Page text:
New York (CNN) -- The New York Thruway Authority could have done a better job in dealing with a snowstorm that caused accidents and shut down a section of interstate highway near Buffalo, New York, an agency spokesman said Friday.
The agency is reviewing emergency procedures after hundreds of snowbound motorists were left stranded along a seven-mile stretch of Interstate 90, agency spokesman R.W. Groneman said.
"We tried to contact stranded motorists," he said. "We tried to bring them water and nutrition."
Authorities used plows and all-terrain vehicles to clear the road and provide food, water and gas to those stuck, and even busing stranded motorists to a senior center-turned-shelter in suburban Cheektowaga.
Groneman said the agency is searching for ways it could have prevented additional motorists from joining the gridlocked section of the highway, which was closed for more than 24 hours.
"We're looking for a better way to do that, by putting up barriers and reaching out to them," Groneman said.
The highway reopened at 6 a.m. Friday.
More lake-effect snow fell on parts of upstate New York Friday, forecasters said, as residents continued digging out from the storm that left some 6-foot-high snow drifts in its wake. The National Weather Service said more than 2 feet of snow fell over the past two days in a band south and east of Buffalo, with 3 feet or more in a narrow area at the center of that band.
"When the snow first hit, I could barely get a mile from my house," said Buffalo resident Martha Bouquin. "It's better now because the snow plows are in action."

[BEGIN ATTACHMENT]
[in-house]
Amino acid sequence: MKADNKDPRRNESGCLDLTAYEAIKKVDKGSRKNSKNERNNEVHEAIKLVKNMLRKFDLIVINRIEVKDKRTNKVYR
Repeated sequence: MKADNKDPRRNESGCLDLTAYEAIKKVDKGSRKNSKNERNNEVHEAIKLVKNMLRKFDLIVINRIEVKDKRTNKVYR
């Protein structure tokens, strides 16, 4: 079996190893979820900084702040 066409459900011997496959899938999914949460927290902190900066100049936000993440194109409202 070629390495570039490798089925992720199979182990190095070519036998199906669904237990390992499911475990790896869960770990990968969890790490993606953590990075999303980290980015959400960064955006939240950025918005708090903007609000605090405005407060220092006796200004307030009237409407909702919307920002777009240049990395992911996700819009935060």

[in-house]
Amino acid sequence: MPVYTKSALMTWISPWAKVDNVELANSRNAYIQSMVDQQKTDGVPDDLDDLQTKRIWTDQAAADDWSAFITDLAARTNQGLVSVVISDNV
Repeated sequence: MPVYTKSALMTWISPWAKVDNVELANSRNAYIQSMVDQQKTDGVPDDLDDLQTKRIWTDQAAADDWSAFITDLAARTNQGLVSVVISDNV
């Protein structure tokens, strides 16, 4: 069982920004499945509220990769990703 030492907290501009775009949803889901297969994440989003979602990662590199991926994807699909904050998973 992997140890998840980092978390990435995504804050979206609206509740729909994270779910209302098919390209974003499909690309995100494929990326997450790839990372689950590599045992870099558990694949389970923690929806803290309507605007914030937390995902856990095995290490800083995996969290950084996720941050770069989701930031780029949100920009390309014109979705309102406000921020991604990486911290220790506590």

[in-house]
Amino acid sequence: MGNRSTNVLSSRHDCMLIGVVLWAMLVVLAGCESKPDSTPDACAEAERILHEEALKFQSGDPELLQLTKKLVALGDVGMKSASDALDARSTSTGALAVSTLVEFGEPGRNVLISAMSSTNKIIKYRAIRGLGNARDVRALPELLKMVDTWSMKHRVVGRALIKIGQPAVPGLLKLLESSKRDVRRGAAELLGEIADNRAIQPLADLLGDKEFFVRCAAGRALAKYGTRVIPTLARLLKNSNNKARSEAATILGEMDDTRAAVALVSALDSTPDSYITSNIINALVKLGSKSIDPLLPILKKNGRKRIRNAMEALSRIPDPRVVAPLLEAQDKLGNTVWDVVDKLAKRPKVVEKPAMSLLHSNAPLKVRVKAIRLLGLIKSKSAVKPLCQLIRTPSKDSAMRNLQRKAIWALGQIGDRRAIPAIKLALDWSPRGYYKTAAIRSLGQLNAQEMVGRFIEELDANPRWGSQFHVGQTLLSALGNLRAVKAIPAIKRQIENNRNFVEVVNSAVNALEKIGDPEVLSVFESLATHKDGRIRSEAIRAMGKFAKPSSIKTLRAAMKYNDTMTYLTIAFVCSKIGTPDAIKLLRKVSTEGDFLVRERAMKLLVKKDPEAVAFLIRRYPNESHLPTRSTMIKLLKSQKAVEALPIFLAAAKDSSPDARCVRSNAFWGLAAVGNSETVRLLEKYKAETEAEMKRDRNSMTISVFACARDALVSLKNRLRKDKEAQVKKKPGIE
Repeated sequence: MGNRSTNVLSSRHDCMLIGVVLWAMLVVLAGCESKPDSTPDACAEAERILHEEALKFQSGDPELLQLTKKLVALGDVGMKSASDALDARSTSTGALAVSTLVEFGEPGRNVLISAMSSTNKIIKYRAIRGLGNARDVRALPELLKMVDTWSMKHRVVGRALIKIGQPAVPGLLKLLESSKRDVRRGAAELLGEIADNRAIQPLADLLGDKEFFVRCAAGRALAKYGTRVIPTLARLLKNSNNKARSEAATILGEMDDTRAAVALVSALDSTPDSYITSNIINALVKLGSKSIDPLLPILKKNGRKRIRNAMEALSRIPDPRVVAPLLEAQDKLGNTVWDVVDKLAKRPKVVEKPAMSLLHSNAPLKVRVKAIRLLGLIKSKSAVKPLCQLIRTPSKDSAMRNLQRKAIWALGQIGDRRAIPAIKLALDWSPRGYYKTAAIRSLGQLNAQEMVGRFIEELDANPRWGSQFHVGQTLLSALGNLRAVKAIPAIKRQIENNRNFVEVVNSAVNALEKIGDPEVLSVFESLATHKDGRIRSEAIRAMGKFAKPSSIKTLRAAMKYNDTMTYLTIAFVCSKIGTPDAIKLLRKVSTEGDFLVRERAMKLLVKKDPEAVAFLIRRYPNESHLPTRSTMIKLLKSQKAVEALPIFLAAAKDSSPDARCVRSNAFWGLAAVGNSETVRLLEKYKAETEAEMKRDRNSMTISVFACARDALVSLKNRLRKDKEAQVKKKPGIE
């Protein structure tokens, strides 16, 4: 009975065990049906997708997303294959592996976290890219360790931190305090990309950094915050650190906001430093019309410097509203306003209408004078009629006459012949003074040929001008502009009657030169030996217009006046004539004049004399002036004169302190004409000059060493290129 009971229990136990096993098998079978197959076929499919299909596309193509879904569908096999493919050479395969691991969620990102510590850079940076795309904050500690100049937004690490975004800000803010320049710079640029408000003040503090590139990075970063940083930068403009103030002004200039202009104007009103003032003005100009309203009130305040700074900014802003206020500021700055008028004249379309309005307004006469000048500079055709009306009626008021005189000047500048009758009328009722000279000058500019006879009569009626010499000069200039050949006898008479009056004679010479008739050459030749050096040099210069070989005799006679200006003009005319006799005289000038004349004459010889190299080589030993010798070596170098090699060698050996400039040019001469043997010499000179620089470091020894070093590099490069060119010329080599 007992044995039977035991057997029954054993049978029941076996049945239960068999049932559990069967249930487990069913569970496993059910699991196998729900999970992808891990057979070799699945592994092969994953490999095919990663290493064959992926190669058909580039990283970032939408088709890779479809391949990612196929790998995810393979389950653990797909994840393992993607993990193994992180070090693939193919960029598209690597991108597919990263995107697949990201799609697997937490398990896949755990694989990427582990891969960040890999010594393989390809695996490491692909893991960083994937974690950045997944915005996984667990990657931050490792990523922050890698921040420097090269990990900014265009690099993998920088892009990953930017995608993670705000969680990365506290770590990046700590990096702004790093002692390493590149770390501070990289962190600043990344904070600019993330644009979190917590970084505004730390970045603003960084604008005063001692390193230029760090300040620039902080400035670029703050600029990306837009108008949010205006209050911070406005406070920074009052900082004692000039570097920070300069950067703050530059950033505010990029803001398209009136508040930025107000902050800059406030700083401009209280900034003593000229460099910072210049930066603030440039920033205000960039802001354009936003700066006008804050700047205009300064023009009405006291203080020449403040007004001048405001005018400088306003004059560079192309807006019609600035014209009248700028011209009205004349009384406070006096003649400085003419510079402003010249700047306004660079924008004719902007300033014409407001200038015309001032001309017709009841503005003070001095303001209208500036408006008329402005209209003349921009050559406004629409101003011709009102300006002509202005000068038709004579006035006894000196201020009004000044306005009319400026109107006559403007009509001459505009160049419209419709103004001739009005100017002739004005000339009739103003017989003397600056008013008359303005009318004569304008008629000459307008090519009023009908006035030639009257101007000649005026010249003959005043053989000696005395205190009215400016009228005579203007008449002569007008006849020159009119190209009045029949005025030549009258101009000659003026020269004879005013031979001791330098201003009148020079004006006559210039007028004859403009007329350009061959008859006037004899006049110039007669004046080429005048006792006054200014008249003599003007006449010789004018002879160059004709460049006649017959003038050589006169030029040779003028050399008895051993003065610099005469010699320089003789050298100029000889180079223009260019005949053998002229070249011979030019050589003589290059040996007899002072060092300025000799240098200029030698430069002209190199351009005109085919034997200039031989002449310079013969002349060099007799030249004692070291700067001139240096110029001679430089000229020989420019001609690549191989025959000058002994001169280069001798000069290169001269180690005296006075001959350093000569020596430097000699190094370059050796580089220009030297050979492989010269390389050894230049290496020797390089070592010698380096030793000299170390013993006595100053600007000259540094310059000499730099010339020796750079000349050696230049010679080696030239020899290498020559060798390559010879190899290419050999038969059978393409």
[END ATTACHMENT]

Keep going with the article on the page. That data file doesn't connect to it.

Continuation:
Orchard Park resident Audra Wells said she can drive on roads once rendered impassable. "Yesterday, we couldn't even open our door," she said.
While packing a punch, the storm was hardly a record-setter: More than 76 inches of snow fell in Buffalo in late December 2001, including 35.4 inches in a single 24-hour period, according to the National Oceanic and Atmospheric Administration.
"Normally we get several of these a year, but more down south in what we call ski country," said National Weather Center meteorologist Judy Levan in Buffalo, New York. "The impact of this storm was that is was over the metro areas, which caused some of the problems."
Snowbound motorist and Lake Erie resident Lynsey Branch said she had been traveling to Buffalo in an effort buy groceries and Christmas presents when she was stopped by gridlocked highways and mounting snow drifts, trapping her in her car for more than 24 hours.
"They dug me out just around 9:30 last night," Branch said. "We had gone over to Buffalo Wednesday night to go shopping. ..."That's how bad the lake effect is."
Branch said "the whole situation could have been dealt with a lot better," adding that there was little communication between trapped motorists and state emergency workers.
"Every time we asked a question (of New York State Police officers) there was no concrete answer," she said. "They were dancing around all the questions we asked them."
The National Weather Service said several inches of snow would accumulate around Lake Ontario on Friday, with lake-effect snow showers tapering off Friday evening.
It was "just too much in too short of a time," Bob Hill, who offered his plow to help Thursday, told CNN affiliate WVIB.
Shifting winds from an east-moving front combined with record-breaking warm water temperatures in Lake Erie to create the intense early December storm, meteorologists said.
Frank Rodriguez, 22, whose office backs up to the once-clogged highway, said people -- including a few truck drivers wearing only T-shirts as they waded through 2 1/2f feet of snow -- had been scaling fences all day to get food and find warmth.
He said the interstate was "completely dead" most of Thursday. Ironically, his hometown of Grand Island, 11 miles north of Buffalo, had minimal snow.
"It was kind of weird -- it was almost like a blanket" covering some spots and not others a few miles away, Rodriguez said.
That disparity is common with lake-effect snow, with official advisories warning about rapidly changing conditions and noting that "the weather can vary from locally heavy snow in narrow bands to clear skies just a few miles away."
CNN's Sean Morris, Angela Fritz and Greg Botelho contributed to this report